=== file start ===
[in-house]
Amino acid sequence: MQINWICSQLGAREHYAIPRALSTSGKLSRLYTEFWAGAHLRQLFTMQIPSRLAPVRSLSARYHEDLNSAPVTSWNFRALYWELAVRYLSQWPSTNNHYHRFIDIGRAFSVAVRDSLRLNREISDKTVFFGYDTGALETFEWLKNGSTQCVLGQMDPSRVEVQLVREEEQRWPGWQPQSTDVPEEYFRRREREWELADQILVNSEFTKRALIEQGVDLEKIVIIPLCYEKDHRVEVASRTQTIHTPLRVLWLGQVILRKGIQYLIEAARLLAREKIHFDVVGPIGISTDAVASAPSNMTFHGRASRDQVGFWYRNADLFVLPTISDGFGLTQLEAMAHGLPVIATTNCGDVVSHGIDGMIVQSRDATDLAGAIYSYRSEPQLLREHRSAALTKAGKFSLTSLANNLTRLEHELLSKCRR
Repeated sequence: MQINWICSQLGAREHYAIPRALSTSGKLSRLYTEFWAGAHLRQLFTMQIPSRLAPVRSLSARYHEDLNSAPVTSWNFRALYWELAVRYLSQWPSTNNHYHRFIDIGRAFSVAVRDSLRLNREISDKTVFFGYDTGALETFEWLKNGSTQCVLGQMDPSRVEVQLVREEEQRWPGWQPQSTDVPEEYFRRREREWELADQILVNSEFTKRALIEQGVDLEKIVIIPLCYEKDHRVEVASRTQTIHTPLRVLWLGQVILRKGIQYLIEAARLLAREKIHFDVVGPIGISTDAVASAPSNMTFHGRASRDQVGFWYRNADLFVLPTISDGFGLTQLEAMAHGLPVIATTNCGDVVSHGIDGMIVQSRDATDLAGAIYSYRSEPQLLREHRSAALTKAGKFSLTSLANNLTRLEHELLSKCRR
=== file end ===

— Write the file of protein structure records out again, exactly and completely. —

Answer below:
[in-house]
Amino acid sequence: MQINWICSQLGAREHYAIPRALSTSGKLSRLYTEFWAGAHLRQLFTMQIPSRLAPVRSLSARYHEDLNSAPVTSWNFRALYWELAVRYLSQWPSTNNHYHRFIDIGRAFSVAVRDSLRLNREISDKTVFFGYDTGALETFEWLKNGSTQCVLGQMDPSRVEVQLVREEEQRWPGWQPQSTDVPEEYFRRREREWELADQILVNSEFTKRALIEQGVDLEKIVIIPLCYEKDHRVEVASRTQTIHTPLRVLWLGQVILRKGIQYLIEAARLLAREKIHFDVVGPIGISTDAVASAPSNMTFHGRASRDQVGFWYRNADLFVLPTISDGFGLTQLEAMAHGLPVIATTNCGDVVSHGIDGMIVQSRDATDLAGAIYSYRSEPQLLREHRSAALTKAGKFSLTSLANNLTRLEHELLSKCRR
Repeated sequence: MQINWICSQLGAREHYAIPRALSTSGKLSRLYTEFWAGAHLRQLFTMQIPSRLAPVRSLSARYHEDLNSAPVTSWNFRALYWELAVRYLSQWPSTNNHYHRFIDIGRAFSVAVRDSLRLNREISDKTVFFGYDTGALETFEWLKNGSTQCVLGQMDPSRVEVQLVREEEQRWPGWQPQSTDVPEEYFRRREREWELADQILVNSEFTKRALIEQGVDLEKIVIIPLCYEKDHRVEVASRTQTIHTPLRVLWLGQVILRKGIQYLIEAARLLAREKIHFDVVGPIGISTDAVASAPSNMTFHGRASRDQVGFWYRNADLFVLPTISDGFGLTQLEAMAHGLPVIATTNCGDVVSHGIDGMIVQSRDATDLAGAIYSYRSEPQLLREHRSAALTKAGKFSLTSLANNLTRLEHELLSKCRR